Oggy – The most loved cat in India!

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He’s blue, he’s a good guy and he wouldn’t hurt a fly. OGGY is the only cat, the word feline can’t apply to. He would be the happiest of cats if three hideous cockroaches hadn’t decided to settle inside his comfortable home: JOEY, DEEDEE, and MARKY. They are ugly, stupid, nasty and determined to make Oggy’s life a misery.t’s fast, it’s crazy and it’s hilarious… it’s OGGY AND THE COCKROACHES! And India Just can’t have enough of them!   Oggy and the Cockroaches is one of the most sought-after TV shows in India playing on Cartoon Network and Nickelodeon and also available on Amazon Prime.  Indian fans make up for 35% of its total  1.3 million fans, Indian ranks #1 in Oggy’s 60,000+  Instagram subscribers and on YouTube,  India is the # 1 country with  110k subscribers and over 5 million views per month. 
Want to leverage these brand credentials and reach the massive audience with Oggy branded products for India’s most loved Cat?
Connect with Dream Theatre Licensing experts to know how!

Hello Kitty for all!

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The Smiley Company at India Fashion Forum 2018

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The Smiley Company booth at the Indian Fashion Forum 2018 was a huge hit with brands and key retail chains seeking opportunities with Smiley in India. Smiley’s CEO, Nicolas Loufrani, was a speaker on the Licensing Panel Discussion on 14th March 2018 speaking on how Smiley has evolved into a licensing success story with 310 licensees, USD 405 million in retail sales and 136 million products sold worldwide.
Dream Theatre represents The Smiley Company in India and Smiley is a very successful licensing programme in India across apparel, gifts and novelties, bags and more product categories and promotions hitting shelves in coming months!  Contact our experts today to find how to grow your business with a Smile!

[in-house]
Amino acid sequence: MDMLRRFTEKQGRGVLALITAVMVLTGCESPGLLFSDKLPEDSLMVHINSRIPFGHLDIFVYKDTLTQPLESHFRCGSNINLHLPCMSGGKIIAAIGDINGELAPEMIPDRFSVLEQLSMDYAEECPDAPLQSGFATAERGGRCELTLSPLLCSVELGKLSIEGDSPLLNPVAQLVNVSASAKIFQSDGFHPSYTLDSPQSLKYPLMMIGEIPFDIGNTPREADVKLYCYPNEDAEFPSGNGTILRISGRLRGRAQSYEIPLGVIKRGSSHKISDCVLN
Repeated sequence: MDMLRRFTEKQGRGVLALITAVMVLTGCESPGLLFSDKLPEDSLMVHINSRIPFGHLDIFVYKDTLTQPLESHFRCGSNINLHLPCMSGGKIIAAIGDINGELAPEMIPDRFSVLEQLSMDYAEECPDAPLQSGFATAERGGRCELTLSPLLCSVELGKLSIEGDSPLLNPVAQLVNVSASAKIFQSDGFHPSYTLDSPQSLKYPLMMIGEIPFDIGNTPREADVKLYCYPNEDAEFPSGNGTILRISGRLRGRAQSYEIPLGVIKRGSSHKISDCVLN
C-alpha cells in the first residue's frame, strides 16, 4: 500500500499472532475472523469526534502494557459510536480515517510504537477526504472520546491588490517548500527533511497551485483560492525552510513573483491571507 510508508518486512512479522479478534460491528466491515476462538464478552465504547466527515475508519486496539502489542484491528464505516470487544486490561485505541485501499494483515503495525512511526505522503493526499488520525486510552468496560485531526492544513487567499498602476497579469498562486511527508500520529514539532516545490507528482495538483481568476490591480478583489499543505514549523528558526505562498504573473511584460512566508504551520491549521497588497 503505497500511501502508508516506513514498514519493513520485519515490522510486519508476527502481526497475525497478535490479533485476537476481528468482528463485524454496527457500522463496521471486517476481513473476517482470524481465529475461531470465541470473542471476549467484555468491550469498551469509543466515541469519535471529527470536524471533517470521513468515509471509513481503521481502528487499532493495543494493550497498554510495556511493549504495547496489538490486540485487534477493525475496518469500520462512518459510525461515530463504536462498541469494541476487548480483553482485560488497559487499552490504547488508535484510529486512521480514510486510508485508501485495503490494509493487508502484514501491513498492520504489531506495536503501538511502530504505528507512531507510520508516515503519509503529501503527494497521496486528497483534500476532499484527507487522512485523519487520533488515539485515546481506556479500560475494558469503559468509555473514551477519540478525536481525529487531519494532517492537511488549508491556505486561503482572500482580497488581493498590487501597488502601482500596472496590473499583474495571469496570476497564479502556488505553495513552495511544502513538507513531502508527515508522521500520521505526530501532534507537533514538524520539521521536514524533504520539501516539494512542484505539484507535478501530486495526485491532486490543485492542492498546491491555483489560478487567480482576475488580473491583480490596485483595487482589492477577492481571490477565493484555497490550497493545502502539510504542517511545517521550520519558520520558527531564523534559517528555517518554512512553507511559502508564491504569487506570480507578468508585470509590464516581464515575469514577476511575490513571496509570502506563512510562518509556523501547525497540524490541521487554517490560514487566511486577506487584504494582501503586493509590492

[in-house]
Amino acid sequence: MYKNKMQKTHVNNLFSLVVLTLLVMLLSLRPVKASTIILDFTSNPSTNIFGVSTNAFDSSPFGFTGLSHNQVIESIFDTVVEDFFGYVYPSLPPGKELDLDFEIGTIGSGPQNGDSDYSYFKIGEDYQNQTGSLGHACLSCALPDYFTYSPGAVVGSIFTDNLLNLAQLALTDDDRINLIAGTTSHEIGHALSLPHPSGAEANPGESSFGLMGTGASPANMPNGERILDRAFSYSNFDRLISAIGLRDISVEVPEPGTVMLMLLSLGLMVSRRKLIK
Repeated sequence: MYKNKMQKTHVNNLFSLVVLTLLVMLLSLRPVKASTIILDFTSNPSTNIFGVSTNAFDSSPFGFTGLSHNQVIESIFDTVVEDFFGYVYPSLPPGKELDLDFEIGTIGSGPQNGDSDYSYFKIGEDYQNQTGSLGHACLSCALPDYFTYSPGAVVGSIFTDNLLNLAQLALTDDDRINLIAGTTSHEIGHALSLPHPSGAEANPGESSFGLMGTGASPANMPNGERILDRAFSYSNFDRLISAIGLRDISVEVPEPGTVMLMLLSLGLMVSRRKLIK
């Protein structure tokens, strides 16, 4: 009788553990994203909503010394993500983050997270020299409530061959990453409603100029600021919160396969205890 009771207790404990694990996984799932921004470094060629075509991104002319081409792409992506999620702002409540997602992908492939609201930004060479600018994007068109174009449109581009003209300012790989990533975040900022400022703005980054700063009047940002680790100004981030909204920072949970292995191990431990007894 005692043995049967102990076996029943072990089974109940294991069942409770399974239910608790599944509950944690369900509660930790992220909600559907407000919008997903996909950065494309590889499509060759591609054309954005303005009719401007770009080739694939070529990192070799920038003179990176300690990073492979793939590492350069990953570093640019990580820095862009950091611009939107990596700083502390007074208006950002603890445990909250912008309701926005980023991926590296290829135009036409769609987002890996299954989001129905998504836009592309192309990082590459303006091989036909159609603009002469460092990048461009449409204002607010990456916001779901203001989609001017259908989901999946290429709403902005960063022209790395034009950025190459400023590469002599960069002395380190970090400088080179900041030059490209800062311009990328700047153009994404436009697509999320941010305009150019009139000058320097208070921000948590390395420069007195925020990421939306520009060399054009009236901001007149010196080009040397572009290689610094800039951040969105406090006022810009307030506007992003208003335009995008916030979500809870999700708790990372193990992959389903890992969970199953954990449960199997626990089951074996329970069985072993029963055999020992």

Check all the media interactions with Nicolas Loufrani:

Star Wars keychain, a GoT bandana, anyone?

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Merchandise

33-year-old software engineer Shraddha Sharma is a movie buff. More so a Hollywood buff and never fails to catch the latest releases. She also likes shopping for products inspired by movies and her recent collection includes Star Wars backpacks, The Last Jedi mug, Game of Thrones t-shirts, phone covers and tea coasters. She also has a red satchel inspired by Beauty and the Beast. She uses these products on a regular basis, often carrying the satchel to work and using the mugs and coasters at her work desk.

Just like Sharma, several professionals are embracing merchandise inspired by movies, sports and celebrities wholeheartedly. Hitherto relegated primarily towards children, the market for licensed merchandise is fast enveloping the youth and adults, those with a zest for sports and movies and a yearning to shop.